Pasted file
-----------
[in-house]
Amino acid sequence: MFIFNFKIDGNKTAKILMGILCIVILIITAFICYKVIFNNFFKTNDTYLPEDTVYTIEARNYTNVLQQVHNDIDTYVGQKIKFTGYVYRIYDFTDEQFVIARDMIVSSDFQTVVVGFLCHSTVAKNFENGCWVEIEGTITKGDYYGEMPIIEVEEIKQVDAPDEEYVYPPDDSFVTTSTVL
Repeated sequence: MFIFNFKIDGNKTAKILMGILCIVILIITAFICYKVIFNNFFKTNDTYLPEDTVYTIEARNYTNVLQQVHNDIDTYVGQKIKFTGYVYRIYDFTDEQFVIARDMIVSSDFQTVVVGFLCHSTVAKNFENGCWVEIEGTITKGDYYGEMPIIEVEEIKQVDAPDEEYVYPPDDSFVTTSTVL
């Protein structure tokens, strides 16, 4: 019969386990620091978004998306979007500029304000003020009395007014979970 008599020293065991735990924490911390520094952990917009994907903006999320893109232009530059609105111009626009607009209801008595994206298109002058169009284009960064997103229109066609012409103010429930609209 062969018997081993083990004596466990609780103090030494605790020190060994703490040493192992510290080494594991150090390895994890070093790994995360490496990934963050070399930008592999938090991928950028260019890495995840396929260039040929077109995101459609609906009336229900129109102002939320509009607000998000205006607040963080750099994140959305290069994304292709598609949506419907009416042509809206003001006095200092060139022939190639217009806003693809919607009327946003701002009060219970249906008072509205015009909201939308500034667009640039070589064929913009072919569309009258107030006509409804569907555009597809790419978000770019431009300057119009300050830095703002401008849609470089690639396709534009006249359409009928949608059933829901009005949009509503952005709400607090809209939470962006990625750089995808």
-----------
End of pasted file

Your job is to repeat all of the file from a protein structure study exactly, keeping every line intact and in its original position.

[in-house]
Amino acid sequence: MFIFNFKIDGNKTAKILMGILCIVILIITAFICYKVIFNNFFKTNDTYLPEDTVYTIEARNYTNVLQQVHNDIDTYVGQKIKFTGYVYRIYDFTDEQFVIARDMIVSSDFQTVVVGFLCHSTVAKNFENGCWVEIEGTITKGDYYGEMPIIEVEEIKQVDAPDEEYVYPPDDSFVTTSTVL
Repeated sequence: MFIFNFKIDGNKTAKILMGILCIVILIITAFICYKVIFNNFFKTNDTYLPEDTVYTIEARNYTNVLQQVHNDIDTYVGQKIKFTGYVYRIYDFTDEQFVIARDMIVSSDFQTVVVGFLCHSTVAKNFENGCWVEIEGTITKGDYYGEMPIIEVEEIKQVDAPDEEYVYPPDDSFVTTSTVL
């Protein structure tokens, strides 16, 4: 019969386990620091978004998306979007500029304000003020009395007014979970 008599020293065991735990924490911390520094952990917009994907903006999320893109232009530059609105111009626009607009209801008595994206298109002058169009284009960064997103229109066609012409103010429930609209 062969018997081993083990004596466990609780103090030494605790020190060994703490040493192992510290080494594991150090390895994890070093790994995360490496990934963050070399930008592999938090991928950028260019890495995840396929260039040929077109995101459609609906009336229900129109102002939320509009607000998000205006607040963080750099994140959305290069994304292709598609949506419907009416042509809206003001006095200092060139022939190639217009806003693809919607009327946003701002009060219970249906008072509205015009909201939308500034667009640039070589064929913009072919569309009258107030006509409804569907555009597809790419978000770019431009300057119009300050830095703002401008849609470089690639396709534009006249359409009928949608059933829901009005949009509503952005709400607090809209939470962006990625750089995808």